How do I prove that an odometer has not been altered?
October 17, 2007 6:54 AM   Subscribe

How do I prove that an odometer has not been tampered with?

We'd like to sell my husband's 300ZX TT. We paid for a Carfax report and it has the wrong odometer reading - by exactly 100k. After some research, it turns out that two years ago, when we took the car for the state (CO) emissions testing, the testing facility (or the state grunt who inputted the info) added a '1' to the front of the odometer reading.

When we contacted Carfax to fix the problem, they said that it would be automatically updated via the state's system at the next emissions testing. Guess what? Colorado no longer requires testing & there is no way to update a number that does not exist.

Carfax refuses to update the record without proof of the odometer reading at the time of the emissions testing or some other official verification of the numbers.

We had a buyer who said he'd purchase the car if we could have the odometer reading verified. However, his insurance checks the Carfax records and we'd need to get this fixed first.

Short of creating a pre-dated invoice via Photoshop with the correct numbers, how would we be able to prove that the odometer has not been rolled back? Wouldn't there be some sort of evidence that could be found if it had been tampered with? Should a reputable mechanic be able to do this?

Any advise is greatly appreciated.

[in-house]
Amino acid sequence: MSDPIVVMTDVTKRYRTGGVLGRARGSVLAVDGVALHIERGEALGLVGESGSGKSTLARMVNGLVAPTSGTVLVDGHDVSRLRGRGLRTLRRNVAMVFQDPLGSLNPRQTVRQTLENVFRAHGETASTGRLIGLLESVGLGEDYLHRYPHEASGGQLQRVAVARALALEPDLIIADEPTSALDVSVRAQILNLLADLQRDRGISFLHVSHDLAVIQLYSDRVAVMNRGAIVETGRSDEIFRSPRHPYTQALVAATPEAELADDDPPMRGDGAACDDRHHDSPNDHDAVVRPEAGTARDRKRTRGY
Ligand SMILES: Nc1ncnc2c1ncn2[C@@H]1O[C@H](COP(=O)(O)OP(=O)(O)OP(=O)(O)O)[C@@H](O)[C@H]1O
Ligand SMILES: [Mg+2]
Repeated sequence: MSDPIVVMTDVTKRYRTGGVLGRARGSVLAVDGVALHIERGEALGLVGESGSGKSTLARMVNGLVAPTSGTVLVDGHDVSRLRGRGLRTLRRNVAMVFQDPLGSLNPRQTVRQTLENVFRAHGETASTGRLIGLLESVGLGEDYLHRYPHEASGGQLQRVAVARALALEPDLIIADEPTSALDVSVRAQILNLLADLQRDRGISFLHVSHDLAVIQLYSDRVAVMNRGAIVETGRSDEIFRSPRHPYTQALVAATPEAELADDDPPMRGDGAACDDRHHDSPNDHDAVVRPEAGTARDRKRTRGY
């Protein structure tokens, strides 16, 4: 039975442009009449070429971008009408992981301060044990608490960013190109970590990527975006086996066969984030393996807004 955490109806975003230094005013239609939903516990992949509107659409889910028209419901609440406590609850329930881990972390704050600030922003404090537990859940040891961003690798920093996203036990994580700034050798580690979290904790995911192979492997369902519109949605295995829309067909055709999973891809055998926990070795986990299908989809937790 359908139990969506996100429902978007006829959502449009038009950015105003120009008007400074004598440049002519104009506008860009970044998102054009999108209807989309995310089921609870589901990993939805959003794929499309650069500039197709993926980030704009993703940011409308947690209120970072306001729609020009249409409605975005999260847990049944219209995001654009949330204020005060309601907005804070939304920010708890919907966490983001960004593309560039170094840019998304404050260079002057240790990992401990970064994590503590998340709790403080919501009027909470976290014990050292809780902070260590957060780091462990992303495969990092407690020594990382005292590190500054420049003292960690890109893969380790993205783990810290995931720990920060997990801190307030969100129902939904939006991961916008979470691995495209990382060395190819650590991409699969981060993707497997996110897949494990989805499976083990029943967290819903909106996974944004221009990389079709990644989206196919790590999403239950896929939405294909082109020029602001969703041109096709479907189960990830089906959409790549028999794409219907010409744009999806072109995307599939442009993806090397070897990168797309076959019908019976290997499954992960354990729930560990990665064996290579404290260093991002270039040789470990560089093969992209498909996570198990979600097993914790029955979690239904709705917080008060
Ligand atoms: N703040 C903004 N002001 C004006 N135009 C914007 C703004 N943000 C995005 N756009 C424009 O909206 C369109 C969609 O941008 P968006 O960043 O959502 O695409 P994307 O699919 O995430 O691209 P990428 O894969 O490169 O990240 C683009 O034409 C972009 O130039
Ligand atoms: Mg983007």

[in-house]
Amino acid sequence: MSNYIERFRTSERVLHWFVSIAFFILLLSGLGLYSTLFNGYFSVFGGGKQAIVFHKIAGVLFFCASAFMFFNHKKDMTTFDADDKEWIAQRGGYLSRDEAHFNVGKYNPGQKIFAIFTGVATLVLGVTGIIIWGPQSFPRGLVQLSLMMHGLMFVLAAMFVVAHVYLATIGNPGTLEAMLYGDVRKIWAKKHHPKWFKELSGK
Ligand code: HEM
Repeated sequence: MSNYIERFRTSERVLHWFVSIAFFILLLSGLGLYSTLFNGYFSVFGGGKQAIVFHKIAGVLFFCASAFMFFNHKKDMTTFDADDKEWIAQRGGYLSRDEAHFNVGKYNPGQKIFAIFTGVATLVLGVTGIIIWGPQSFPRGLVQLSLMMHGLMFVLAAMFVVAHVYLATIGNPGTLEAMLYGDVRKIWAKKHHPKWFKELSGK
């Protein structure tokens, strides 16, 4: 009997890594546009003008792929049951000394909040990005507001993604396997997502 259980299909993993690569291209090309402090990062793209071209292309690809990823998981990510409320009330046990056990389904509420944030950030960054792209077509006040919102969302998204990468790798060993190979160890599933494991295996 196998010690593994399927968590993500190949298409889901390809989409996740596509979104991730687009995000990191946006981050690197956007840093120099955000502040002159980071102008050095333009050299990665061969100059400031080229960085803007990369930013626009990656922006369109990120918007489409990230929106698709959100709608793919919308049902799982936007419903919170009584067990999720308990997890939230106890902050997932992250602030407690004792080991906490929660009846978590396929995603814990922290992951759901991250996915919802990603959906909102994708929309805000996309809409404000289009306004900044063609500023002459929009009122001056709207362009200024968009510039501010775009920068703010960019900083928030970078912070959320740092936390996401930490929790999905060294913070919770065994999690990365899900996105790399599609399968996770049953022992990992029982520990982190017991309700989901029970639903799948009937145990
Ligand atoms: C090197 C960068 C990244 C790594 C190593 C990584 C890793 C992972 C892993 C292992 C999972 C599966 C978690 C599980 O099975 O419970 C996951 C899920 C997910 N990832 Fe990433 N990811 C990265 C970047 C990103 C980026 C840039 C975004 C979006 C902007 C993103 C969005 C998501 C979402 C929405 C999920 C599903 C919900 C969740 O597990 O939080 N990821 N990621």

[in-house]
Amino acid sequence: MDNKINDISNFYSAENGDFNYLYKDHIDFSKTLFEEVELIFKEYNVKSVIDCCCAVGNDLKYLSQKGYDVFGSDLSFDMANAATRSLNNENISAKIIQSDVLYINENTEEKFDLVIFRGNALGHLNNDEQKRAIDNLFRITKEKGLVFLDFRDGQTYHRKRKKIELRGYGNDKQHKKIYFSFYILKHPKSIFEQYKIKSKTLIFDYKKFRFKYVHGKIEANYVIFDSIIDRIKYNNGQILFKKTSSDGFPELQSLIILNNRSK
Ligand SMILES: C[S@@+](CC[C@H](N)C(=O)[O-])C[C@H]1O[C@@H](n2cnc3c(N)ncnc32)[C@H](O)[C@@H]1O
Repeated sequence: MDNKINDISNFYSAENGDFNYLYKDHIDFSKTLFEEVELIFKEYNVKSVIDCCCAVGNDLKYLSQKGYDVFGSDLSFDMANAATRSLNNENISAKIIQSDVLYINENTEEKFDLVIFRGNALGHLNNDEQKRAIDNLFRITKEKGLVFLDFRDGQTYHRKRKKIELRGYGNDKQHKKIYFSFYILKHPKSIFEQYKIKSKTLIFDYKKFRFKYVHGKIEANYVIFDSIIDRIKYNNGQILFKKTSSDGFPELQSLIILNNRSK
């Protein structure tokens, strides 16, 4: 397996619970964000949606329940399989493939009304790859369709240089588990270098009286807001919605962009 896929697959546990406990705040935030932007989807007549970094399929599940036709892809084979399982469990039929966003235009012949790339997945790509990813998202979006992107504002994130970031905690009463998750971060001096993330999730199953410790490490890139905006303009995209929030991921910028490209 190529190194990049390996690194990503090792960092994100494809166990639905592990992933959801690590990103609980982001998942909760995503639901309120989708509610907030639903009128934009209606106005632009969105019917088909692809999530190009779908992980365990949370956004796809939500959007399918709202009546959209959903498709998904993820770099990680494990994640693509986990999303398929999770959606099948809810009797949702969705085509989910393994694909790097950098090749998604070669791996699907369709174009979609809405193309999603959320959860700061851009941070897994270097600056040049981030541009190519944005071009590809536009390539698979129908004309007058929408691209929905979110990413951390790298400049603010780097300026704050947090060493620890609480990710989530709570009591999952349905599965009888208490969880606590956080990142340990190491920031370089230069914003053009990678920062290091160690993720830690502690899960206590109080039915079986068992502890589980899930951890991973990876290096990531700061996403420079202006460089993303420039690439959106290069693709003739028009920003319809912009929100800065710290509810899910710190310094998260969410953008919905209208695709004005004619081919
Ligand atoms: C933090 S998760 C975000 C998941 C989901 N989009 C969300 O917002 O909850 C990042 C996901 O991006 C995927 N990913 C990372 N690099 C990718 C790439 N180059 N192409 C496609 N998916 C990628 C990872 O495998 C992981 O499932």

posted by TauLepton to Travel & Transportation (14 answers total)
On the possibility that odometer verification is impossible....

Would a knowledgeable mechanic be able to tell if the car had been driven 50,000 miles versus 150,000? Maybe if the potential buyer and yourself could decide on a mechanic to give his professional opinion on the matter the buyer would be satisfied with that.
posted by ian1977 at 6:58 AM on October 17, 2007

It almost sounds like you would have to sue the inspector...
posted by Doohickie at 6:59 AM on October 17, 2007

Do you have records of your varioius car repairs, oil changes, etc? When they did that to my car (my 15 yr. old car at the time), I had all of my repair records, and each one had the mileage on it. I could prove that the car didn't get 100,000 miles overnight. You might not be able to change the Carfax report, but you could show it to the person who wants to buy your car.
posted by clarkstonian at 7:08 AM on October 17, 2007

Response by poster: @ian1977: No dice with that particular buyer, we asked. :-)

@Dohickie: We can't prove who did the number mistake. It could have been the inspector or anyone at the now defunct CO department.

@clarkstonian: This car is my husband's baby. He does the oil changes himself and it's never needed any type of repair. Sigh.

Thanks all! I'll keep watching for more answers.
posted by TauLepton at 7:11 AM on October 17, 2007

Response by poster: More info: We did take the car down to have a non-manditory emissions testing just before the state shut it down. The odometer reading on that test is correct. We faxed the paperwork to Carfax but they said that it was unacceptable. They wanted paperwork from within 6 months of the mistake date.
posted by TauLepton at 7:12 AM on October 17, 2007

Well if they wanted paperwork from within six months of the mistake date, and they won't accept anything more recent, then you're screwed, right? I mean, anything that you do now will likewise be unacceptable, if that's the rule they're going to follow.